EC Consultation on sustainable corporate governance: deadline approaching


Background to the Consultation

Since the launch of the EC’s Action Plan for Financing Sustainable Growth in 2018 (Action Plan), sustainable corporate governance has been a central and recurring theme throughout the many related European initiatives. Embedding sustainability into the corporate governance framework is considered a key driver to ensure companies focus on long-term sustainable value creation rather than short-term benefits.

The challenges to businesses of COVID as well as the increasing extreme climate events has reinforced the concern that businesses must be more resilient to be sustainable. The Commission’s research into sustainable corporate governance (culminating in its July 2020 Corporate Governance study) argues that “...many companies still focus too much on short term financial performance compared to their long-term development and sustainability aspects …”

Initially included as one of the ten key actions in the Action Plan (fostering sustainable corporate governance and attenuating short-termism in capital markets), the focus on sustainable corporate governance has been included in a number of subsequent initiatives, including:

  • the European Green deal, launched in 2019;
  • the post COVID Next Generation EU recovery plan; and
  • the Renewed Strategy on Financing Sustainable Growth.

In addition, corporate governance and accountability are central to other initiatives such as the ongoing review of the Non-Financial Reporting Directive, the EU Taxonomy, the Sustainable Finance Disclosure Regulation, and related changes to the UCITS and AIFMD regimes.

Highlights of the Consultation

The Consultation comprises 26 questions which fall largely into two categories corresponding to studies conducted by the Commission: one on due diligence requirements through the supply chain and the other on directors duties and sustainable corporate governance.

The Consultation is a first step towards EU policy intervention, which would align with the general direction of travel on sustainability issues.

The key highlights of the Consultation are:

  • Clarifying and strengthening directors’ duties of care. The Consultation invites feedback on the need to define more clearly duties of care which directors owe and the sanctions for non-compliance. The Consultation postulates that the lack of clarity contributes to “…a narrow interpretation of the duty of care as requiring a focus predominantly on shareholders financial interests”. Importantly as we emerge (slowly) from COVID 19, directors will have to consider how and over what time they manage their businesses back to financial health and potentially taking account of (amongst others) the interests of employees, environmental and social issues and not merely the short term consequences for shareholders.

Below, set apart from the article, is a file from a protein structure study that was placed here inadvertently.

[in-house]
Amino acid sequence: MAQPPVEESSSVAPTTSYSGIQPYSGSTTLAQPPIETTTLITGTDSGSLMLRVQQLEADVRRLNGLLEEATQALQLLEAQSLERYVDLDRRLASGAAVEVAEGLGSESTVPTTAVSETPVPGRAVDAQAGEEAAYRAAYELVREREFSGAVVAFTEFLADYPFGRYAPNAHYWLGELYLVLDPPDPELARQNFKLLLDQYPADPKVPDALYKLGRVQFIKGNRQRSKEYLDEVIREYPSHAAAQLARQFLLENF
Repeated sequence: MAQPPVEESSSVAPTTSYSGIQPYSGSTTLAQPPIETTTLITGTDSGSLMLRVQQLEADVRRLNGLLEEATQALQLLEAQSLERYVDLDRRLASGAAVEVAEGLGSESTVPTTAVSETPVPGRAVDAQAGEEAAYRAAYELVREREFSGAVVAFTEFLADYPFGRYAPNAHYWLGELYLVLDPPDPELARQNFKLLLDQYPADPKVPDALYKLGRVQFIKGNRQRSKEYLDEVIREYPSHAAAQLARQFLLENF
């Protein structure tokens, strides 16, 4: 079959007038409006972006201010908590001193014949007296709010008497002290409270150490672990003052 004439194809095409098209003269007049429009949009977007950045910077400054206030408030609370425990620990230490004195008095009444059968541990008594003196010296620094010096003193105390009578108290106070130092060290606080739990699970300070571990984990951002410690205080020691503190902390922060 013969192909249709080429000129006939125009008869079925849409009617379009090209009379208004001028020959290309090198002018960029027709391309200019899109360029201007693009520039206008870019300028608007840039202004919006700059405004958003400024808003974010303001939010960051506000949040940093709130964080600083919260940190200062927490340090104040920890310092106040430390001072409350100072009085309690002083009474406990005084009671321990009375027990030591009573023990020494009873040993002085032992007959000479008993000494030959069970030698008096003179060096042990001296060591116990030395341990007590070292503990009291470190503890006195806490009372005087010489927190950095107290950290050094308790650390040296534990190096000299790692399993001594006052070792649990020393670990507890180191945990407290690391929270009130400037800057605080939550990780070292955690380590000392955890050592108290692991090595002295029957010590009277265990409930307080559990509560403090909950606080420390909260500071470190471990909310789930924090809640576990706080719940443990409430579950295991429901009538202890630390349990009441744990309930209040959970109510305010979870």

• Remuneration of directors. The Commission invites input on different approaches to aligning directors’ remuneration with a longer-term perspective, including integrating sustainability risks and opportunities in their business strategies, and the establishment of sustainability metrics. This is consistent with the approach undertaken by the Sustainable Finance Disclosure Regulation, the Renewed Sustainable Finance Strategy, and the European Central Bank’s draft guidance from May 2020
  • Sustainability expertise on boards. A key problem with embedding sustainability issues at board level is considered to be a lack of expertise. The Commission seeks input on what steps boards might take to demonstrate their expertise on sustainability issues including regular assessments of competence and requirements to have a specific proportion of the board with relevant background and expertise in sustainability issues.
  • Supply chain due diligence. The need to consider due diligence in the supply chain forms part of Action 10 of the Action Plan and is also addressed within the Renewed Sustainable Finance Strategy. The Consultation invites input on issues that should be addressed in supply chain due diligence, including the introduction of adequate processes to prevent, mitigate and account for human rights and environmental impacts in companies’ operations and supply chains. The Consultation also considers whether there should be an enforcement procedure or wider liability.

It is noteworthy that some of the questions in the Consultation on directors duties are in line with the obligation on directors to identify crises at an early stage, which has now been implemented in all European countries via the Restructuring Directive. The question for directors is whether they are properly positioned to identify dangers (from the supply chain, from environmental risks, from human rights violations, etc.) in good time in order to avert any disadvantages that may result and any crises that may follow.

The Consultation is the forerunner to legislative change and whilst the UK will not be subject to any EU legislation, it is likely that it will face pressure to pass domestic legislation similar to any proposed EU law given the broader trend towards mandatory reporting on standards on environmental, social and governance concerns.

How can we help you?

We have a team of sustainable finance and regulatory experts, energy and corporate partners who can help you to make sense of the myriad legislative change in this area, and its impact on your business, in the UK and across Europe. We can help you to identify where there may be gaps in your systems, processes and disclosures which you will need to rectify under upcoming regulation.